Info

± 5.5

Abbreviation: SD, standard deviation.

From Wu JT, Book L, Sudar K: Serum a-fetoprotein (AFP) levels in normal infants. Pediatr Res 1981;15:50-2, with permission.

Abbreviation: SD, standard deviation.

From Wu JT, Book L, Sudar K: Serum a-fetoprotein (AFP) levels in normal infants. Pediatr Res 1981;15:50-2, with permission.

Table 24-5. Staging Systems for Germ Cell Tumors

Stage Extent of disease Extragonadal

I Complete resection at any site, including coccygectomy for sacrococcygeal site;

negative tumor margins; tumor markers positive but fall to normal or markers negative at diagnosis; lymphadenectomy negative for tumor

II Microscopic residual disease; lymph nodes negative; tumor markers positive or negative

III Gross residual or biopsy only; retroperitoneal nodes negative or positive; tumor markers positive or negative

IV Distant metastases, including liver

Ovarian

I Limited to ovary or ovaries; peritoneal washings negative for malignant cells; no disease beyond ovaries; presence of gliomatosis peritoneia does not result in changing stage I disease to a higher stage; tumor markers normal after appropriate half-life decline (AFP, 5 days; P-hCG, 16 hours)

II Microscopic residual or positive lymph nodes (<2 cm); peritoneal washings negative for malignant cells; presence of gliomatosis peritonei does not result in changing stage II disease to a higher stage; tumor markers positive or negative

III Lymph node involvement (metastatic nodule) >2 cm; gross residual or biopsy only; contiguous visceral involvement (omentum, intestine, bladder); peritoneal washings positive for malignant cells; tumor markers positive or negative

IV Distant metastases, including liver

Testicular

I Limited to testes; complete resection by high inguinal orchiectomy or trans-scrotal orchiectomy with no spill at surgery; no clinical, radiographic, or histologic evidence of disease beyond the testes; tumor markers normal after appropriate half-life decline; patients with normal or unknown tumor markers at diagnosis must have a negative ipsilateral retroperitoneal node dissection to confirm stage I disease

II Trans-scrotal orchiectomy with gross spill of tumor; microscopic disease in scrotum or high in spermatic cord (<5 cm from proximal end); retroperitoneal lymph node involvement (<2 cm); increased tumor markers after appropriate half-life decline

III Retroperitoneal lymph node involvement (>2 cm) but no visceral or extra-abdominal involvement

IV Distant metastases, including liver aPeritoneal implants that contain only mature glial elements with no malignant elements.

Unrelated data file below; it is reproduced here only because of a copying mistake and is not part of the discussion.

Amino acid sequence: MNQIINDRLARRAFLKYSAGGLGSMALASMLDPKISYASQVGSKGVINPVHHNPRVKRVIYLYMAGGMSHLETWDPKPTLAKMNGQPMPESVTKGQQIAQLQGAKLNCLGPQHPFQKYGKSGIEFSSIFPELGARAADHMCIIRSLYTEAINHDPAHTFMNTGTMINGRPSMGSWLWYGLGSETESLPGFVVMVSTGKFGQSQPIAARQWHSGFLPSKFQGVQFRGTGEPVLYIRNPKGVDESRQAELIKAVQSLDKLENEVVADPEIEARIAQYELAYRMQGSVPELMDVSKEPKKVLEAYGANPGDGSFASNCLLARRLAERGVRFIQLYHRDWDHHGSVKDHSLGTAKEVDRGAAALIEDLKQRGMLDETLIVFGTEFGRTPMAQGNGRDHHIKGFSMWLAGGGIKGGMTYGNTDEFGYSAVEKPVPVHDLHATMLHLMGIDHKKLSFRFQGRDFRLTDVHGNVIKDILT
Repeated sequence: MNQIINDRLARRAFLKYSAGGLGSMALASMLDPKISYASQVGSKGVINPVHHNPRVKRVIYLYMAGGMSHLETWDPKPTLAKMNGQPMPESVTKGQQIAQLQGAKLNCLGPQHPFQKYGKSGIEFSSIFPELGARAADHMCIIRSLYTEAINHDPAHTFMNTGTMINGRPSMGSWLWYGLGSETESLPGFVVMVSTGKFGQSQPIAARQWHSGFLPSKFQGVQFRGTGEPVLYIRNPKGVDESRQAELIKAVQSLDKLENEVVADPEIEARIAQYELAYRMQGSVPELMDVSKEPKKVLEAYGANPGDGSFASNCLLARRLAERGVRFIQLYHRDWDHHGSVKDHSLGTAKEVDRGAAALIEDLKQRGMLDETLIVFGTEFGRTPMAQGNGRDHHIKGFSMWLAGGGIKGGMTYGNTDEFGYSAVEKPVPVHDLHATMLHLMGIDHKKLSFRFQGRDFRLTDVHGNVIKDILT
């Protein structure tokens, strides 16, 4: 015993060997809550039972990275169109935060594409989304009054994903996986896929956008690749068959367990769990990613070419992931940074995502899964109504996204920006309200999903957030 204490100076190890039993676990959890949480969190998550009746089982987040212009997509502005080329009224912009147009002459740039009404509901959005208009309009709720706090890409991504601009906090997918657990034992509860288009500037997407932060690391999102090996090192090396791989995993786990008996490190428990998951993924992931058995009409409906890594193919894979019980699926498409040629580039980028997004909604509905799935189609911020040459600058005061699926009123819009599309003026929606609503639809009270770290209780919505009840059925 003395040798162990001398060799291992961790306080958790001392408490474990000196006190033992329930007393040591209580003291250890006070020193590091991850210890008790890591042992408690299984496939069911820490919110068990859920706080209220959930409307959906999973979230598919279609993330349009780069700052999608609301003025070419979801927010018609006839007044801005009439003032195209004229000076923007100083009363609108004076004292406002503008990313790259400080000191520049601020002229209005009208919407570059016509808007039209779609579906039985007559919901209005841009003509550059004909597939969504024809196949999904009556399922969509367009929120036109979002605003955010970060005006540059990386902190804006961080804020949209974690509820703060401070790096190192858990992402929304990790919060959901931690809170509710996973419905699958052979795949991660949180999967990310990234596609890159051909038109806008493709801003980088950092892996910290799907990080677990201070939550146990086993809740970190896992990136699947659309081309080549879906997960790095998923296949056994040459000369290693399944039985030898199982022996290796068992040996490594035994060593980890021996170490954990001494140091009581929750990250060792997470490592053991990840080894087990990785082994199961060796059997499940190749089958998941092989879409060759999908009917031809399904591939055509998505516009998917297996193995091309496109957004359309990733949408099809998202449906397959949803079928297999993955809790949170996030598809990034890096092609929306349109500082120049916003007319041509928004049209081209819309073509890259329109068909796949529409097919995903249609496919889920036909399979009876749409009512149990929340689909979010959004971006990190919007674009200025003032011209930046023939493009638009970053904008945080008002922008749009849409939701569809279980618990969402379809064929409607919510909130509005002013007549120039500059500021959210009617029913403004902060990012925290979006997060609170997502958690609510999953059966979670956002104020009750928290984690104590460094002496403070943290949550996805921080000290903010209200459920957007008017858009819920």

and when it arises in extragonadal sites such the as pineal region, anterior mediastinum, and retroperitoneum, it is termed germinoma. Germinomas comprise 10% of ovarian tumors in children and 15% of all germ cell tumors. Germinomas are the most common malignancy found in undescended testes. Ovarian dysgerminomas are sometimes associated with precocious sexual development, but the majority of patients are developmentally normal.

Ovarian Dysgerminoma

Rapid development of signs and symptoms of an abdominal mass is the usual presentation. Abdominal pain is not common unless torsion is present. Seventy-five percent of patients have stage I disease at presentation. Patterns of spread include contiguous extension and metastasis to regional lymph nodes and rarely to liver and lungs.

Surgery

Dysgerminoma is the only germ cell tumor of the ovary in which there is a high incidence of bilateral ovarian involvement (5-10%). Bilateral involvement is particularly common in women with a Y chromosome and gonadal streaks. Conservative surgery consisting of unilateral salpingo-oophorectomy and wedge biopsy of the contralateral ovary and sampling of regional lymph nodes are recommended for patients with the following criteria:

1. Stage I unilateral encapsulated tumor less than 10 cm in diameter

2. Normal contralateral ovary

3. No evidence of retroperitoneal lymph node metastases

4. No ascites; negative cytology of peritoneal washing

5. Normal female 46XX karyotype.

Patients with stage I disease require no further postsurgical therapy. In the past the standard surgical management of patients with stage II and III disease had been total abdominal hysterectomy (TAH) and bilateral salpingo-oophorectomy (BSO) followed by postoperative radiotherapy. However, because the tumor most commonly affects children and young women, a program employing limited surgery, chemotherapy, and/or radiotherapy may be more appropriate. Such an approach preserves as much endocrine and reproductive function as possible without compromising survival, compared to TAH and BSO plus radiotherapy.

Chemotherapy

Dysgerminoma and seminoma (testicular tumor analogous to dysgerminoma) are responsive to combination chemotherapy. Tables 24-6 and 24-7 list the chemotherapy regimens used for the treatment of germ cell tumors.

The primary chemotherapy approach in patients with stage II and III disease, combined with limited surgery, has been effective in children. This approach has the advantage of preserving as much reproductive and endocrine function as possible without compromising long-term survival. It is recommended for pediatric and adolescent patients with 46XX karyotype.

Radiotherapy

Dysgerminoma is the most radiosensitive of the ovarian germ cell tumors. However, radiation therapy is reserved for patients with persistent disease after chemotherapy.

Table 24-6. Various Chemotherapy Regimens for Germ Cell Tumors

<12 months of age (every 3 weeks) >12 months of age (every 3 weeks)

Regimen l (PEB) Cisplatin (P) Etoposide (E) Bleomycin (B)

l.l mg/kg/IV on days l, 2, and S 5.5 mg/kg/IV on days l, 2, and S 0.5 units/kg/IV on day l

Was this article helpful?

0 0

Post a comment